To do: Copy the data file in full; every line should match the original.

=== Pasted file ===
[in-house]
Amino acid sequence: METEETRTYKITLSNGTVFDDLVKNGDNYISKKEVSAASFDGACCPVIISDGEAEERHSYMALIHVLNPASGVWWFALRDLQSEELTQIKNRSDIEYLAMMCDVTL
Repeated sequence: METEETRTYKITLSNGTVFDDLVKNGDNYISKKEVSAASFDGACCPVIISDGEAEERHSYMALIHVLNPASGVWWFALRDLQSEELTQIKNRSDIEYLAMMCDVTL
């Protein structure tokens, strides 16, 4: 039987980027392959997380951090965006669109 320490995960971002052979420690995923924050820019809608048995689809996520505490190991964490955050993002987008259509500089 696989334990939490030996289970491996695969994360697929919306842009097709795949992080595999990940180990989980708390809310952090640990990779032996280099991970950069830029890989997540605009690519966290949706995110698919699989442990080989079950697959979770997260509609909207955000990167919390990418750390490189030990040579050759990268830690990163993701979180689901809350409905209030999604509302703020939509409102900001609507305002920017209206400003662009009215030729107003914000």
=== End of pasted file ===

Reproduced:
[in-house]
Amino acid sequence: METEETRTYKITLSNGTVFDDLVKNGDNYISKKEVSAASFDGACCPVIISDGEAEERHSYMALIHVLNPASGVWWFALRDLQSEELTQIKNRSDIEYLAMMCDVTL
Repeated sequence: METEETRTYKITLSNGTVFDDLVKNGDNYISKKEVSAASFDGACCPVIISDGEAEERHSYMALIHVLNPASGVWWFALRDLQSEELTQIKNRSDIEYLAMMCDVTL
């Protein structure tokens, strides 16, 4: 039987980027392959997380951090965006669109 320490995960971002052979420690995923924050820019809608048995689809996520505490190991964490955050993002987008259509500089 696989334990939490030996289970491996695969994360697929919306842009097709795949992080595999990940180990989980708390809310952090640990990779032996280099991970950069830029890989997540605009690519966290949706995110698919699989442990080989079950697959979770997260509609909207955000990167919390990418750390490189030990040579050759990268830690990163993701979180689901809350409905209030999604509302703020939509409102900001609507305002920017209206400003662009009215030729107003914000």